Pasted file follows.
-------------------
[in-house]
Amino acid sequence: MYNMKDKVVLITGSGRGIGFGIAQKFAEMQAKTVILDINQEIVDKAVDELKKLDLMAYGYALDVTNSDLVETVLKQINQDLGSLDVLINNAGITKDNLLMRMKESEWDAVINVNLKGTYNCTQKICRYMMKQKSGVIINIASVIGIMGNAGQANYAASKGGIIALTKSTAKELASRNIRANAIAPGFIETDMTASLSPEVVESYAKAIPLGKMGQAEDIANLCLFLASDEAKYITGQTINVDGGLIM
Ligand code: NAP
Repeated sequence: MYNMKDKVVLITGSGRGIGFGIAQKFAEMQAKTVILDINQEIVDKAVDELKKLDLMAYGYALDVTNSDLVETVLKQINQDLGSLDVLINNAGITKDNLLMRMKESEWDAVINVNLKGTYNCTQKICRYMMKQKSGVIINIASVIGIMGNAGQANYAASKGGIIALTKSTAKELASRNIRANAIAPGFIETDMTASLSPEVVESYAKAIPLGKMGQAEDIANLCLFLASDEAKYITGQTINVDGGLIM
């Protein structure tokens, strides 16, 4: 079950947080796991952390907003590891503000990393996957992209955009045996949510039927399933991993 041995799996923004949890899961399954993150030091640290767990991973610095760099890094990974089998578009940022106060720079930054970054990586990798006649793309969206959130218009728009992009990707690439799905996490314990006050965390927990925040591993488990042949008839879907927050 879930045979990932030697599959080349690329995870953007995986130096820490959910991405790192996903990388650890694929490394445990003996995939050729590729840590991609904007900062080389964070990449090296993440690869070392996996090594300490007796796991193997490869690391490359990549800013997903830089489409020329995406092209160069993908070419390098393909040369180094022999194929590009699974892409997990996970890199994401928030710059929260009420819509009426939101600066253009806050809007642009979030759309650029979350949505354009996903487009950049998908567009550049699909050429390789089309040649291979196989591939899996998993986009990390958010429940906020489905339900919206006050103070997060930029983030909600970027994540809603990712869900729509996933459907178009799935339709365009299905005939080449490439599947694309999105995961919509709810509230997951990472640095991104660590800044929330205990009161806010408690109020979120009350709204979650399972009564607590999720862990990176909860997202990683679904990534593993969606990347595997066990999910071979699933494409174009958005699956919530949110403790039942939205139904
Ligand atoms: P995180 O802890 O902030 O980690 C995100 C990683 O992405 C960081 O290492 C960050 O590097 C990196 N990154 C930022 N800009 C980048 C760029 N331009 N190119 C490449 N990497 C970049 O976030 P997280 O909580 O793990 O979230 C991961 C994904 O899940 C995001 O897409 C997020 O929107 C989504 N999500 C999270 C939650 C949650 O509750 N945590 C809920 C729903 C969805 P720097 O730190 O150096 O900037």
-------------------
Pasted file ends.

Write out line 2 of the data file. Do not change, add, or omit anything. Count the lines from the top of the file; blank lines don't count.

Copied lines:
Amino acid sequence: MYNMKDKVVLITGSGRGIGFGIAQKFAEMQAKTVILDINQEIVDKAVDELKKLDLMAYGYALDVTNSDLVETVLKQINQDLGSLDVLINNAGITKDNLLMRMKESEWDAVINVNLKGTYNCTQKICRYMMKQKSGVIINIASVIGIMGNAGQANYAASKGGIIALTKSTAKELASRNIRANAIAPGFIETDMTASLSPEVVESYAKAIPLGKMGQAEDIANLCLFLASDEAKYITGQTINVDGGLIM